Oh Mitt Romney. The man runs a near flawless campaign. Every debate barb is rehearsed. Every stump speech is focus-group perfect. Every strand of hair in place. And when he does err, he’s not even necessarily wrong. He just occasionally phrases things so poorly that the sound of palms meeting foreheads in his campaign’s Boston HQ can be heard up and down the East Coast.
At the Nashua Chamber of Commerce on Monday morning, Romney was explaining that buying your health insurance through a large corporate employer is the only way to get tax deductible coverage in the U.S., and that those companies, who aren’t thrilled to be in the insurance business to begin with, offer very few choices to their employees. Linking insurance to large employers is madness, he argued, because everyone who doesn’t work for one gets short shrift while those who do can’t really pick their own plan. Many health care economists agree with these points and it’s something that, when explained clearly, can appeal to many Americans. The U.S. system is flawed. Decoupling insurance infrastructure from employers would be a sea change in America. Fascinating stuff.
Here’s where things went south: “I like being able to fire people who provide services to me,” he said, describing why employees would want to be able to have greater freedom in picking a plan. “If someone doesn’t give me the good service I need, I’m going to go get somebody else to provide that service to me.” This, in case you didn’t notice, amounts to Christmas come 11 and a half months early for the Obama campaign. Cut, print, attack ad. Misleadingly whip this up with layoff testimonials from his Bain Capital days, his “corporations are people my friend” line and presto, you’ve got general election-grade munitions.
It’s kind of a shame. Romney’s making a worthwhile point about the health insurance system that will get lost in the frenzy of his incredibly unfortunate phrasing. It also distracts from an actually questionable point of substance, when Romney bemoaned that to American customers, insurance appears to be free. “In some places overseas, they have this idea of co-insurance, where people are responsible for a percent of their bill,” he said. Co-insurance is increasingly common in the U.S. and many, if not most major plans now make patients pay some of their bill. A minor quibble perhaps, but he seemed to imply there’s no co-insurance here, which is wrong.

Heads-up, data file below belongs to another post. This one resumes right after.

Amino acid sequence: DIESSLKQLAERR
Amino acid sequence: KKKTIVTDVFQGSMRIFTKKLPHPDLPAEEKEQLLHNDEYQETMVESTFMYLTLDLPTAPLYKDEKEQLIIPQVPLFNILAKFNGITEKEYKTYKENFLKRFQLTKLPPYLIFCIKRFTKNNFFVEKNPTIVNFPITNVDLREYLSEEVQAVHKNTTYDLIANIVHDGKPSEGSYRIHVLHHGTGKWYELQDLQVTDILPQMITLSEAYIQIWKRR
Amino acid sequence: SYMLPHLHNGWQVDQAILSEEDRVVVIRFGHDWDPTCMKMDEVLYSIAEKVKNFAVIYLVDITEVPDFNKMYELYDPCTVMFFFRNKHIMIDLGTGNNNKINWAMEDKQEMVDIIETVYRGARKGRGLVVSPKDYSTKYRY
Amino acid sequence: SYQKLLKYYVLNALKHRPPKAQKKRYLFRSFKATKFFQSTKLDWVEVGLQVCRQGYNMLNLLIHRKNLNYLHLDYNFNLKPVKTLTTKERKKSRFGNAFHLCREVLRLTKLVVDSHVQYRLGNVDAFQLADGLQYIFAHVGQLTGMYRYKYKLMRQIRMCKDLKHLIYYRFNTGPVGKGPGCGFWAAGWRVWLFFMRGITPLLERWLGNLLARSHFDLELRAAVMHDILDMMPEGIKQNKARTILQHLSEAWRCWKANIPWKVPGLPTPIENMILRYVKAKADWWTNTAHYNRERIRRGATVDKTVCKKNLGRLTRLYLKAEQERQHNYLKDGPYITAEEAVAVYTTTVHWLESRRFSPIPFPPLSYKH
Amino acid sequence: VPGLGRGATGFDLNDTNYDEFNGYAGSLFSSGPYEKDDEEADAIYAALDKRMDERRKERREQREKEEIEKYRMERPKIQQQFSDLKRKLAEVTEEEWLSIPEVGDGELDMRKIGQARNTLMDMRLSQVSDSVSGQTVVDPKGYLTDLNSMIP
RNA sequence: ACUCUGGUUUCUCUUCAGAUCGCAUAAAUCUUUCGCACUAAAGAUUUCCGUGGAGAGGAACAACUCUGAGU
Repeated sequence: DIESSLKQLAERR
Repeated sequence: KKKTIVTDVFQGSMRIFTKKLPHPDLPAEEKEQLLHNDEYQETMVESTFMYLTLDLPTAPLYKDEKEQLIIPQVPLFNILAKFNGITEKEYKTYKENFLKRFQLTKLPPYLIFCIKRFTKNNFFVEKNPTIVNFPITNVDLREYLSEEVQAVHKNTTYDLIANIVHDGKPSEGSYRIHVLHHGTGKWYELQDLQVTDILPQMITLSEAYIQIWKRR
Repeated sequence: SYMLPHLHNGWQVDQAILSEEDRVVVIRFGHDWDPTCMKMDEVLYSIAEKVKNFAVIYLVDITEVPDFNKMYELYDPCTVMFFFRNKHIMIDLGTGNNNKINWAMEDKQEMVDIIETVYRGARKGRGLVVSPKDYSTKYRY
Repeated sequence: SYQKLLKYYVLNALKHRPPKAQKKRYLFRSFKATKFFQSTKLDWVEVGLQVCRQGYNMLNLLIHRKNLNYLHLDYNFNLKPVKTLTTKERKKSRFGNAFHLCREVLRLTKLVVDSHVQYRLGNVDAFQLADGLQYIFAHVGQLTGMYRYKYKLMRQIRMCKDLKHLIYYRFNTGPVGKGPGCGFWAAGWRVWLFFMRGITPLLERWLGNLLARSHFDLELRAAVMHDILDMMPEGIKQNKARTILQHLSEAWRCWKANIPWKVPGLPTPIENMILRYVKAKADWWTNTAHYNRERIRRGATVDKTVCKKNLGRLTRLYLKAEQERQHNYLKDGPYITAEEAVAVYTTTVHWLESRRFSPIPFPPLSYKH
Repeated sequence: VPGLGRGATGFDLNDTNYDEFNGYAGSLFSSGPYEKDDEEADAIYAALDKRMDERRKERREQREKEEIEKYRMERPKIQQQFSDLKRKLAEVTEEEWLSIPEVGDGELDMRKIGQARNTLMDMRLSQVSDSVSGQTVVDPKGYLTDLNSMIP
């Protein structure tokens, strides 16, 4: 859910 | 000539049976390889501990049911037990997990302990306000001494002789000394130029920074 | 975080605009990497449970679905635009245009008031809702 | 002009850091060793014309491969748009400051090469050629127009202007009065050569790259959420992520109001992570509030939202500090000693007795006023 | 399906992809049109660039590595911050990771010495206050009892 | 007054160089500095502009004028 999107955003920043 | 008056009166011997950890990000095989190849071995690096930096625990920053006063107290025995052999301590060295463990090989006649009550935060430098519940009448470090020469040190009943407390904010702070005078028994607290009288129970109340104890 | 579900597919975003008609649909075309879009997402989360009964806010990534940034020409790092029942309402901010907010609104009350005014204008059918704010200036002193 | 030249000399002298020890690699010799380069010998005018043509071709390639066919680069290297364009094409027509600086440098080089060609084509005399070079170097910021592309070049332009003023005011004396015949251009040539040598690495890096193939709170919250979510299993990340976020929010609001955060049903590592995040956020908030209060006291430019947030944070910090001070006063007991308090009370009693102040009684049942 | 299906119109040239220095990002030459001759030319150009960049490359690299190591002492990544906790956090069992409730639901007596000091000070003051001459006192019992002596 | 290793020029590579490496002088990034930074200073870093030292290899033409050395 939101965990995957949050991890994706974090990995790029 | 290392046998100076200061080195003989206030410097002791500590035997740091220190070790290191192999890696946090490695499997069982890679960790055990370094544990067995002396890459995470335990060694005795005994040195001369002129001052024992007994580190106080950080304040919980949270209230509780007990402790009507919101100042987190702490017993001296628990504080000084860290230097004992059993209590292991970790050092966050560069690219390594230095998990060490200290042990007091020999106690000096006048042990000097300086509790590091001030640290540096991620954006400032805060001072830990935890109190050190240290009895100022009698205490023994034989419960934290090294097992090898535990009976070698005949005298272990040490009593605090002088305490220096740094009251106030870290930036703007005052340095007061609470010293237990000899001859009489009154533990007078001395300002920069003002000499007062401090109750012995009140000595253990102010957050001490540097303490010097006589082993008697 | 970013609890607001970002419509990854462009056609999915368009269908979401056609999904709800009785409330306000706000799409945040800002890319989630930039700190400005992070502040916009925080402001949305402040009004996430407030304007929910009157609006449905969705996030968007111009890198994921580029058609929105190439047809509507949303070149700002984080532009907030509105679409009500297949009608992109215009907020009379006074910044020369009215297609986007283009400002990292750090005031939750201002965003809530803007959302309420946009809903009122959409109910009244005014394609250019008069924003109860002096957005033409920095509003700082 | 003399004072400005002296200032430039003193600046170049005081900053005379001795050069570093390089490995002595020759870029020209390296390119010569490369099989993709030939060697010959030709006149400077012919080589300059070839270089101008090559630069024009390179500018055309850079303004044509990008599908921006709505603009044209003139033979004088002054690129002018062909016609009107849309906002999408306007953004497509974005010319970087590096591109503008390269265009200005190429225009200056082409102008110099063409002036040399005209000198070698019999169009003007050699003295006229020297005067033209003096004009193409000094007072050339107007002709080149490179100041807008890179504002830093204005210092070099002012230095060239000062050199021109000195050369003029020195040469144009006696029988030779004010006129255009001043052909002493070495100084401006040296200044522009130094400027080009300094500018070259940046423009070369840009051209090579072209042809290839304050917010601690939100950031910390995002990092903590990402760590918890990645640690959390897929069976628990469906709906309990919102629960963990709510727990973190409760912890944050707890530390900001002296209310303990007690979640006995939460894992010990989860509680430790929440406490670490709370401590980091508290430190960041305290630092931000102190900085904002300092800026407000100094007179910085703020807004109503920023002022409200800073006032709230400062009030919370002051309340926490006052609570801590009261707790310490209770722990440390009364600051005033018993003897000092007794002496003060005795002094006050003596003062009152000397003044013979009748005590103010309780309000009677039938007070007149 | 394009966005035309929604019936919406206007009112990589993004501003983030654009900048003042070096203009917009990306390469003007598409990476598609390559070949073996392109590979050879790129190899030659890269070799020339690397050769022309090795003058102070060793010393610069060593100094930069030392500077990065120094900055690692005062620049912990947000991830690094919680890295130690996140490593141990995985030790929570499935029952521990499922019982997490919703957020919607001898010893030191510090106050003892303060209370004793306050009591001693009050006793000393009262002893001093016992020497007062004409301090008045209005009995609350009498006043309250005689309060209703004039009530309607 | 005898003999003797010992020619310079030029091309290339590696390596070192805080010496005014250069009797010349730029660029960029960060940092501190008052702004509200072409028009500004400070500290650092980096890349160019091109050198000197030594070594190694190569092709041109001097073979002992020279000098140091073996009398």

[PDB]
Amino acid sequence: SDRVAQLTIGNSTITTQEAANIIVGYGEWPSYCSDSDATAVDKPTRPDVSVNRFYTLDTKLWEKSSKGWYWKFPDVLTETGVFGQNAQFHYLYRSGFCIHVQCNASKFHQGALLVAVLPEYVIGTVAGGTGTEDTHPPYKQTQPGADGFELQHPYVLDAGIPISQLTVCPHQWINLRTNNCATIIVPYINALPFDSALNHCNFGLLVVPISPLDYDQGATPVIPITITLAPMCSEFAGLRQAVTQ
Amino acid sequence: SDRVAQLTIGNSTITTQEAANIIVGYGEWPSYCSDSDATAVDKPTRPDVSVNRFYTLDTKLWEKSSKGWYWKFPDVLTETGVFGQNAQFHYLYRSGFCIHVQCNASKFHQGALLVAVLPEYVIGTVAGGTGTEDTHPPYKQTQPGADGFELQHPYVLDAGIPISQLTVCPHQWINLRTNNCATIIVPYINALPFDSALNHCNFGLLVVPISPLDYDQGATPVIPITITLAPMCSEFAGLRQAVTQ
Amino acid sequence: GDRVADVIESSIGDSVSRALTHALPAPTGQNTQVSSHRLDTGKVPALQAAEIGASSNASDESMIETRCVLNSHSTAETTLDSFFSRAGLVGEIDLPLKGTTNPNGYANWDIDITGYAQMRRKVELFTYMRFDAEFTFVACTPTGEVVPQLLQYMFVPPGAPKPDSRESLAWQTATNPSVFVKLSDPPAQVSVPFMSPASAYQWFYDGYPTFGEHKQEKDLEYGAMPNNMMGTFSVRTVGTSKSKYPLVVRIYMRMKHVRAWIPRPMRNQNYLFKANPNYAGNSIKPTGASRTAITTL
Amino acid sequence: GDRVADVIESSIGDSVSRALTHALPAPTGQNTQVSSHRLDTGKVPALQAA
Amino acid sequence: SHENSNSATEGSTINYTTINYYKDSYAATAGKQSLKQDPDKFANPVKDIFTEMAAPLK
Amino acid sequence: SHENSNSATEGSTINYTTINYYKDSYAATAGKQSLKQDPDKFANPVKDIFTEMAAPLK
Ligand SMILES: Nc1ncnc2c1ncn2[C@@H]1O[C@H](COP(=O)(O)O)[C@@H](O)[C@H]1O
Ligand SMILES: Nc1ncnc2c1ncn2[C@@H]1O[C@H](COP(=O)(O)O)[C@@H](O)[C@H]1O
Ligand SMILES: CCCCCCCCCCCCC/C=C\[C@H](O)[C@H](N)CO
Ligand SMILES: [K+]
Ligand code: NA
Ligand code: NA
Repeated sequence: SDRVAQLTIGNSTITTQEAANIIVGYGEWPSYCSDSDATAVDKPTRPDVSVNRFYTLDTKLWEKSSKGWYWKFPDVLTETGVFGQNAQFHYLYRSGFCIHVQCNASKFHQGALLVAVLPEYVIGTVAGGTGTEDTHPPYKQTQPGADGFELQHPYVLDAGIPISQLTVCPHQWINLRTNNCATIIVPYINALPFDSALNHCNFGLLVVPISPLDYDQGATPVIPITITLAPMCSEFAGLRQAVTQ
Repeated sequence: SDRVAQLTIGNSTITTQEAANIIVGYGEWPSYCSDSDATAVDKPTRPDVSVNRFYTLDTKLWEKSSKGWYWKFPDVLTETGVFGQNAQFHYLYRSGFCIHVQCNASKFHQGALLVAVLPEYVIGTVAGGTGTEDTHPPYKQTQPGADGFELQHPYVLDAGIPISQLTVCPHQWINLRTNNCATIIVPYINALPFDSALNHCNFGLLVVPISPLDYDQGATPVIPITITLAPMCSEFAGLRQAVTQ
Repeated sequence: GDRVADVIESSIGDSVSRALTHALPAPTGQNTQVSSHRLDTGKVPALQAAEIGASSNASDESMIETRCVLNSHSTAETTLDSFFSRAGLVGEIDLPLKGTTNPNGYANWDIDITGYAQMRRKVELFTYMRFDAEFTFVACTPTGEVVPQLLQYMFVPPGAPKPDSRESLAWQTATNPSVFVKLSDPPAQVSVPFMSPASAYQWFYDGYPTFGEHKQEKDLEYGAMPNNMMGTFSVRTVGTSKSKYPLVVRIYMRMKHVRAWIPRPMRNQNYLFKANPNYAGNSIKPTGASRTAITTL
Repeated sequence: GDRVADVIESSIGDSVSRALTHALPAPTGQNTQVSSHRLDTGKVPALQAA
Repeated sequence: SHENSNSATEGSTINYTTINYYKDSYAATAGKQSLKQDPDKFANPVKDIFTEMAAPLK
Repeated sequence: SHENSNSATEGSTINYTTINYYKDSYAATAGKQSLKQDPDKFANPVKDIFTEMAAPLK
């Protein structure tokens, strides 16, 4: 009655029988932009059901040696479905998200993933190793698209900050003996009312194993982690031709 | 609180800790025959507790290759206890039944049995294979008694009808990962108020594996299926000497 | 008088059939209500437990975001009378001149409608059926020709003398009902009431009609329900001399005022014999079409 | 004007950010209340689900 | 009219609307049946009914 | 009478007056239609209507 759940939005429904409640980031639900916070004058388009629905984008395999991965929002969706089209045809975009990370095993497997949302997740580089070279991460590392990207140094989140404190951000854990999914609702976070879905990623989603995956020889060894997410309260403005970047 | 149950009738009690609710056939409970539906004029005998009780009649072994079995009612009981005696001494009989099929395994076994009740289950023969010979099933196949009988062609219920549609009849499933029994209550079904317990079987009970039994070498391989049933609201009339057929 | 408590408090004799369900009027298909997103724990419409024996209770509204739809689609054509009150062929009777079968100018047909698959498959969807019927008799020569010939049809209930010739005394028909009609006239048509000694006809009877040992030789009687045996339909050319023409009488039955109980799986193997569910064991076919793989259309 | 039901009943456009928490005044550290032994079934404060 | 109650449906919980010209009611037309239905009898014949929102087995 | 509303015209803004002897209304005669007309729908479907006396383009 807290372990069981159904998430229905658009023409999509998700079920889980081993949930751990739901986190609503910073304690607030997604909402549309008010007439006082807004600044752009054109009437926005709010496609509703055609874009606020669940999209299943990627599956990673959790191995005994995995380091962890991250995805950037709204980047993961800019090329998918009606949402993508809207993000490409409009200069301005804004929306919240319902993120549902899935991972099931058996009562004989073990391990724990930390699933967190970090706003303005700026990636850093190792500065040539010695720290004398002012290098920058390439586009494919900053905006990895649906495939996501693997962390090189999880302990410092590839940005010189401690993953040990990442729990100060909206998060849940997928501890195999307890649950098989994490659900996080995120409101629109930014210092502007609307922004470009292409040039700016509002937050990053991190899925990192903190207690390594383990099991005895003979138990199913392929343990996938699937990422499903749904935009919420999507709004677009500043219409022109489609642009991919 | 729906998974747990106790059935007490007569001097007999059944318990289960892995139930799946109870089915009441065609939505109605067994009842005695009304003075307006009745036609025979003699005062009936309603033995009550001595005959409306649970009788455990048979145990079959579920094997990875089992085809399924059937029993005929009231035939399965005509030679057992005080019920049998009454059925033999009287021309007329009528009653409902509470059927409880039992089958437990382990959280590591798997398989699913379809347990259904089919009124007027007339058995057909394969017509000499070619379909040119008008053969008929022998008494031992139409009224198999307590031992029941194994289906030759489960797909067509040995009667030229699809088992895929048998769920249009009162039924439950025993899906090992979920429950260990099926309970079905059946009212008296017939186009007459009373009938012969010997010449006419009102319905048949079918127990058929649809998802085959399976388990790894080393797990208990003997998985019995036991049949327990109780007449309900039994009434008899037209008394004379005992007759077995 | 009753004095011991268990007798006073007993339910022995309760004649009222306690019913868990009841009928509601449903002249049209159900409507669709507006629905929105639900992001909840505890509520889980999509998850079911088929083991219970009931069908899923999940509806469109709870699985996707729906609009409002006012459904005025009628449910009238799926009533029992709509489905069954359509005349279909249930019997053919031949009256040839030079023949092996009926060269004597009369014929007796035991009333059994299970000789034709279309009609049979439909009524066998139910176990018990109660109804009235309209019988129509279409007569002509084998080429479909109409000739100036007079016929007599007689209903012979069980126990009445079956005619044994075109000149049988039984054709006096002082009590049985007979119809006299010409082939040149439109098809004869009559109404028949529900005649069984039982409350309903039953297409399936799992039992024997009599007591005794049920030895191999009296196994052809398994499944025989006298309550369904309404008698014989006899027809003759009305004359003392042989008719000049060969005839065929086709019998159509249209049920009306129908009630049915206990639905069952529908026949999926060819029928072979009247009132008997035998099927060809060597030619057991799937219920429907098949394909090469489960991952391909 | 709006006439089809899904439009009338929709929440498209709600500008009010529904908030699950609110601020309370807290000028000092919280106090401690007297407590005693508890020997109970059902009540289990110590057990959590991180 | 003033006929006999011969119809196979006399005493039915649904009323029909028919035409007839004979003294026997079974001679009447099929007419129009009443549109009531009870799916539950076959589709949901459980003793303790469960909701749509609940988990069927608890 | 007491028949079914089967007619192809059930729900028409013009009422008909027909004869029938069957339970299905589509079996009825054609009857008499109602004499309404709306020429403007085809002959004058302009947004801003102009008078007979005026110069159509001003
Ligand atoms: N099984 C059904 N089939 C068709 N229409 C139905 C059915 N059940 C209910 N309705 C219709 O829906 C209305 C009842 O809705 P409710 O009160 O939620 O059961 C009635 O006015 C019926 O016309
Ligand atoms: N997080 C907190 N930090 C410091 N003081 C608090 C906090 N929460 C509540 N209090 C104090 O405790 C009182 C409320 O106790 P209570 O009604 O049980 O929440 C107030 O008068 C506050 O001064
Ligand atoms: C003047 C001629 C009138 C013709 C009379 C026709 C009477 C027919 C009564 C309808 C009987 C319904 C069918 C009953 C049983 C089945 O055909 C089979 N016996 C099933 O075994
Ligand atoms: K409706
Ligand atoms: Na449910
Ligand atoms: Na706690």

The Romneyian gaffe, on the other hand, the one that will get all the attention, is rarely factually inaccurate. He lives his big businessman persona, he sees spreadsheets everywhere he looks. And the most natural way for Romney to explain the tyranny of the employer health insurance system is to describe it as a service-provider you can’t fire. It really would be nice to be able to decouple our health insurance infrastructure from employers. Corporations really are groups of people who share rights with individuals according to the Supreme Court. Romney probably would win that $10,000 bet with Perry about the wording of the health care chapter in Romney’s campaign book. But these things come off as tone-deaf and, some used fairly, others not, will comprise the Democratic arsenal if (when) he becomes his party’s nominee. As Dan Balz writes in the Washington Post:
Obama’s advisers view Romney through two prisms. Through one they see a formidable opponent who can make the economic argument against the president more effectively than any of the other Republicans running and who has been disciplined in the way he has carried himself so far. Through the other, they see someone whose career in the private sector has left him vulnerable to questions about whether he can truly connect with the independent, middle-class voters who will decide the November election.
The latter prism is the one Obama will try to show voters during the general election. And though Romney doesn’t often make mistakes, when he does, they seem to fall in that capitalist baron spectrum.